Files in this item



application/pdf1972_depp.pdf (4MB)Restricted to U of Illinois


Title:High-bias studies on metal-insulator-metal and metal-insulator-semiconductor tunnel junctions
Author(s):Depp, Steven Wade
Doctoral Committee Chair(s):Peacock, R.N.
Department / Program:Physics
tunnel junctions
Abstract:Tunnel junctions were fabricated oil the grown-oxides of both cleaved single-crystal silicon and evaported aluminum and have been studied over a wide bias range. At low biases the previously reported inelastic and selfenergy structure is observed, while at intermediate biases tunneling into interface states is identified in p-typesilicon junctions. At high biases both silicon and aluminum junctions display behavior which cannot be understood within the framework of the average potential barrier model; in particular, aluminum junctions with lead counterelectrodes show both anomalous structure and hysteresis in their I-V characteristics. To explain this behavior, a model is proposed in which (resonant) tunneling proceeds via the energy levels of mobile impurities in the barrier. Using this model, the hysteresis data is analyzed in detail in order to extract parameters describing the position and energy distribution of the .impurities. These parameters obtained from the hysteresis data are found to simultaneously predict the anomalous I-V structure, indicating the common origin of both effects. From this analysis it is found that the impurities are located predominantly near the junction interfaces and that the lead-aluminum oxide interface can be thought of as a narrow "semiconductor transition region" separating the metal and the oxide. The aluminum-aluminum oxide interface is adequately characterized by a shallow impurity band. The high-bias behavior of silicon junctions is qualitatively described in terms of tunneling via the previously observed trapping centers in grown silicon oxide.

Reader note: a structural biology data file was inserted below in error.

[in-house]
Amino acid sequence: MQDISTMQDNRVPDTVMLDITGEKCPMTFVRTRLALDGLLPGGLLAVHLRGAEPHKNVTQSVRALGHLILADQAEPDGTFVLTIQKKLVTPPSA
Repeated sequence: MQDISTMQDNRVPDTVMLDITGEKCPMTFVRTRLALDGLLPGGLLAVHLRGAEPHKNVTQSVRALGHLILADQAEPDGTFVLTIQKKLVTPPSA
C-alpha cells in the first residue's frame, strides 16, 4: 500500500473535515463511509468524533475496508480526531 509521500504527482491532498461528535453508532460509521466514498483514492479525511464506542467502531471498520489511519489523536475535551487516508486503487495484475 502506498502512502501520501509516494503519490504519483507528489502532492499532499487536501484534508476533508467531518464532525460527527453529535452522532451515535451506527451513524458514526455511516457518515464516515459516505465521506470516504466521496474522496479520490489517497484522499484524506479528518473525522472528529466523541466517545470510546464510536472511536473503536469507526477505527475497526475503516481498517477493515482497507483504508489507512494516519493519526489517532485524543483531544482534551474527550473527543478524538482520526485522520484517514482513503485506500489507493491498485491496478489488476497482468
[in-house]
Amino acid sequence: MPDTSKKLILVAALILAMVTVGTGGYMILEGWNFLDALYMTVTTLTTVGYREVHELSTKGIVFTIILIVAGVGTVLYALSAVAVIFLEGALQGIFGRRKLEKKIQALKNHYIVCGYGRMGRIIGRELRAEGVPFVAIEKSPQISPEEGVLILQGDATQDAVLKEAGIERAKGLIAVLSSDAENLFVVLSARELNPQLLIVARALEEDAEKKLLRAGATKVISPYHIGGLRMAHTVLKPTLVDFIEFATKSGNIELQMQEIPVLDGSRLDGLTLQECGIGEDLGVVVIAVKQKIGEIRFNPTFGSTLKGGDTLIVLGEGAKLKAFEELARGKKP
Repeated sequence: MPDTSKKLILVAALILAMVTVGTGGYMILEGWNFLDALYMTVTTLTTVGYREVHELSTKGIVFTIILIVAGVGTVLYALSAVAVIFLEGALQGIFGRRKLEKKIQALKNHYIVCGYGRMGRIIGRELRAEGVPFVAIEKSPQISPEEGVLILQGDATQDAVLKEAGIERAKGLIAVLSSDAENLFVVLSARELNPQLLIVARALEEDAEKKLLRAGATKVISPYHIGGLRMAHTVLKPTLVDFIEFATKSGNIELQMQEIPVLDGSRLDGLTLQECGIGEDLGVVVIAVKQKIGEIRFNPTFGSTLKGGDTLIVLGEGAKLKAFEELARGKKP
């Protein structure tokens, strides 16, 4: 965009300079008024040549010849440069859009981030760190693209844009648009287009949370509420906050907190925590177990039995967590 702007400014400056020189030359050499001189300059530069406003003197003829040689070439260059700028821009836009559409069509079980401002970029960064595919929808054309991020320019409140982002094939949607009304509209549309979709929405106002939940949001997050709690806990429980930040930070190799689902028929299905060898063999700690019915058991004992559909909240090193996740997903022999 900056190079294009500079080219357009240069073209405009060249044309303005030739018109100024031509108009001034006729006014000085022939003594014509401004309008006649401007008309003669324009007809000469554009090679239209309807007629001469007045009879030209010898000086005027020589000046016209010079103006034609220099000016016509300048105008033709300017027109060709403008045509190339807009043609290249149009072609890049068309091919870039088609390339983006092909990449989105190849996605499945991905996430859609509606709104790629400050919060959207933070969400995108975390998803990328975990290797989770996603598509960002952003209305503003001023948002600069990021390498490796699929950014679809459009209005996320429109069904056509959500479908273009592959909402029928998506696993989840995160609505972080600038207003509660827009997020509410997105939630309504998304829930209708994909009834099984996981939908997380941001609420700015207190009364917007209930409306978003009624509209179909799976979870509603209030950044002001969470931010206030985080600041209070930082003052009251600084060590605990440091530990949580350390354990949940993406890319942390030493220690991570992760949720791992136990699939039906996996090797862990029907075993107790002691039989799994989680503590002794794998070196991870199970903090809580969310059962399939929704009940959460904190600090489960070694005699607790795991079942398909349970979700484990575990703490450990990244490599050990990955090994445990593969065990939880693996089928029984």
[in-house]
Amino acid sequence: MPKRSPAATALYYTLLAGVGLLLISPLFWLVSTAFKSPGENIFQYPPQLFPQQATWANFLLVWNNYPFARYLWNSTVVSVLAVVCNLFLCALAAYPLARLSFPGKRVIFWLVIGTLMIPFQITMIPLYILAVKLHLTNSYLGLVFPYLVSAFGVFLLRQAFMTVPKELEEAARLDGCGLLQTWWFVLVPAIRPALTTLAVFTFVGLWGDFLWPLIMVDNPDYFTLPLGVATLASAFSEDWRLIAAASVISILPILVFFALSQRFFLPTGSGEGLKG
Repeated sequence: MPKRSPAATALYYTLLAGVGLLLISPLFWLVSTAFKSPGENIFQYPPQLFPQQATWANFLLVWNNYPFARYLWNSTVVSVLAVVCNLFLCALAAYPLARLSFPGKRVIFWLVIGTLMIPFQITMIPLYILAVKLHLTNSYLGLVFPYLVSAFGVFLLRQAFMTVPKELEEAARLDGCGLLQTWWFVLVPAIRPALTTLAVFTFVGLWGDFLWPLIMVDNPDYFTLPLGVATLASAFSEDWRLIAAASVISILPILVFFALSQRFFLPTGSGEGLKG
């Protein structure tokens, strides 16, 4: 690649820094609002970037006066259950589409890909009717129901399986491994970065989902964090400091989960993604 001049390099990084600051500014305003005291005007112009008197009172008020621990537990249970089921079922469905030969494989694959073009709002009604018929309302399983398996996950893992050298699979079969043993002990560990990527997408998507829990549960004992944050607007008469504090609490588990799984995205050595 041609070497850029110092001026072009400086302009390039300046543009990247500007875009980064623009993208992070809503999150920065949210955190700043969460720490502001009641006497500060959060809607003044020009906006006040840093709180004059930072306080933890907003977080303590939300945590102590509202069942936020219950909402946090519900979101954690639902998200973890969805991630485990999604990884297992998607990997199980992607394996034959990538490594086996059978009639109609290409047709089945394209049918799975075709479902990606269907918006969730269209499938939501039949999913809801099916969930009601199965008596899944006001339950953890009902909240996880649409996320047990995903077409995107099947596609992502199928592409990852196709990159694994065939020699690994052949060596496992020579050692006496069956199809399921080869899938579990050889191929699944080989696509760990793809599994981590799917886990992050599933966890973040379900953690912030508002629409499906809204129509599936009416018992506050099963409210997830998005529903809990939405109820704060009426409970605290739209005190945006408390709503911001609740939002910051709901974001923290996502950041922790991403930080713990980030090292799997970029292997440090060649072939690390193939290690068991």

Issue Date:1972
Genre:Dissertation / Thesis
Other Identifier(s):1940373
Rights Information:©1972 Depp
Date Available in IDEALS:2012-03-08

This item appears in the following Collection(s)

Item Statistics